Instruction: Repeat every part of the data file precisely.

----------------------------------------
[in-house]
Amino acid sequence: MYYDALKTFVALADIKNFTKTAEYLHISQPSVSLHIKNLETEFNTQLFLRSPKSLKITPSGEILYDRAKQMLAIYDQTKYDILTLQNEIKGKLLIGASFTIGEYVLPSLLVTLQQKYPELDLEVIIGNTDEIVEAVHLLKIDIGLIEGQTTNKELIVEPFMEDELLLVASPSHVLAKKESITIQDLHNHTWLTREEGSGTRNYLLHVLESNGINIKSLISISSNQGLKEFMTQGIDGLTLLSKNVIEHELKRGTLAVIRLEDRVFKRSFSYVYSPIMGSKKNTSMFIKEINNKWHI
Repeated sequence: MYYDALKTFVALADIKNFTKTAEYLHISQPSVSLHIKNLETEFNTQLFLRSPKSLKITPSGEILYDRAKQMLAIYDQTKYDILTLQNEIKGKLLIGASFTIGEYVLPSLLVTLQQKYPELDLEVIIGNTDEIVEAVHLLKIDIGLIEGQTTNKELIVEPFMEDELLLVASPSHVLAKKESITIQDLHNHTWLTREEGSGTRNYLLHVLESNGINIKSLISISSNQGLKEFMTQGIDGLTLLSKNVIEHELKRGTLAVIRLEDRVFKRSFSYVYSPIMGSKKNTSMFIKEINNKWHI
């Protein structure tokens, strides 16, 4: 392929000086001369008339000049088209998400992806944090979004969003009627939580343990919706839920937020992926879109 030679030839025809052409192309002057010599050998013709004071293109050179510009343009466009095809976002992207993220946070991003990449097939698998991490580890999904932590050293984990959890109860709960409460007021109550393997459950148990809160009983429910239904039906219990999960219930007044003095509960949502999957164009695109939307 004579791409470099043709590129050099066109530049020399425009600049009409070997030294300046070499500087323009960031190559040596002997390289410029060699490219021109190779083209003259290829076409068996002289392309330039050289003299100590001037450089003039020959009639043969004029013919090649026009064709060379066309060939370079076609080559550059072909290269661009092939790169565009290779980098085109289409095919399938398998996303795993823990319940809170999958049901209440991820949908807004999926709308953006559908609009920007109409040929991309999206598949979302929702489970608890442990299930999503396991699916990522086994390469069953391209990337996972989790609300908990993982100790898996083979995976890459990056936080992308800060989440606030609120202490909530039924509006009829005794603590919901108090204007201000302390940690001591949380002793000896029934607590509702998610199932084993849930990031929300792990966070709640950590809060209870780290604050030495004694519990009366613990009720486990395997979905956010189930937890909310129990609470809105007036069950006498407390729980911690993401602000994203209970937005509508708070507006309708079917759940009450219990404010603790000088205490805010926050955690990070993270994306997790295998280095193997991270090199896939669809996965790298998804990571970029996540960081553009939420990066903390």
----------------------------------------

[in-house]
Amino acid sequence: MYYDALKTFVALADIKNFTKTAEYLHISQPSVSLHIKNLETEFNTQLFLRSPKSLKITPSGEILYDRAKQMLAIYDQTKYDILTLQNEIKGKLLIGASFTIGEYVLPSLLVTLQQKYPELDLEVIIGNTDEIVEAVHLLKIDIGLIEGQTTNKELIVEPFMEDELLLVASPSHVLAKKESITIQDLHNHTWLTREEGSGTRNYLLHVLESNGINIKSLISISSNQGLKEFMTQGIDGLTLLSKNVIEHELKRGTLAVIRLEDRVFKRSFSYVYSPIMGSKKNTSMFIKEINNKWHI
Repeated sequence: MYYDALKTFVALADIKNFTKTAEYLHISQPSVSLHIKNLETEFNTQLFLRSPKSLKITPSGEILYDRAKQMLAIYDQTKYDILTLQNEIKGKLLIGASFTIGEYVLPSLLVTLQQKYPELDLEVIIGNTDEIVEAVHLLKIDIGLIEGQTTNKELIVEPFMEDELLLVASPSHVLAKKESITIQDLHNHTWLTREEGSGTRNYLLHVLESNGINIKSLISISSNQGLKEFMTQGIDGLTLLSKNVIEHELKRGTLAVIRLEDRVFKRSFSYVYSPIMGSKKNTSMFIKEINNKWHI
């Protein structure tokens, strides 16, 4: 392929000086001369008339000049088209998400992806944090979004969003009627939580343990919706839920937020992926879109 030679030839025809052409192309002057010599050998013709004071293109050179510009343009466009095809976002992207993220946070991003990449097939698998991490580890999904932590050293984990959890109860709960409460007021109550393997459950148990809160009983429910239904039906219990999960219930007044003095509960949502999957164009695109939307 004579791409470099043709590129050099066109530049020399425009600049009409070997030294300046070499500087323009960031190559040596002997390289410029060699490219021109190779083209003259290829076409068996002289392309330039050289003299100590001037450089003039020959009639043969004029013919090649026009064709060379066309060939370079076609080559550059072909290269661009092939790169565009290779980098085109289409095919399938398998996303795993823990319940809170999958049901209440991820949908807004999926709308953006559908609009920007109409040929991309999206598949979302929702489970608890442990299930999503396991699916990522086994390469069953391209990337996972989790609300908990993982100790898996083979995976890459990056936080992308800060989440606030609120202490909530039924509006009829005794603590919901108090204007201000302390940690001591949380002793000896029934607590509702998610199932084993849930990031929300792990966070709640950590809060209870780290604050030495004694519990009366613990009720486990395997979905956010189930937890909310129990609470809105007036069950006498407390729980911690993401602000994203209970937005509508708070507006309708079917759940009450219990404010603790000088205490805010926050955690990070993270994306997790295998280095193997991270090199896939669809996965790298998804990571970029996540960081553009939420990066903390």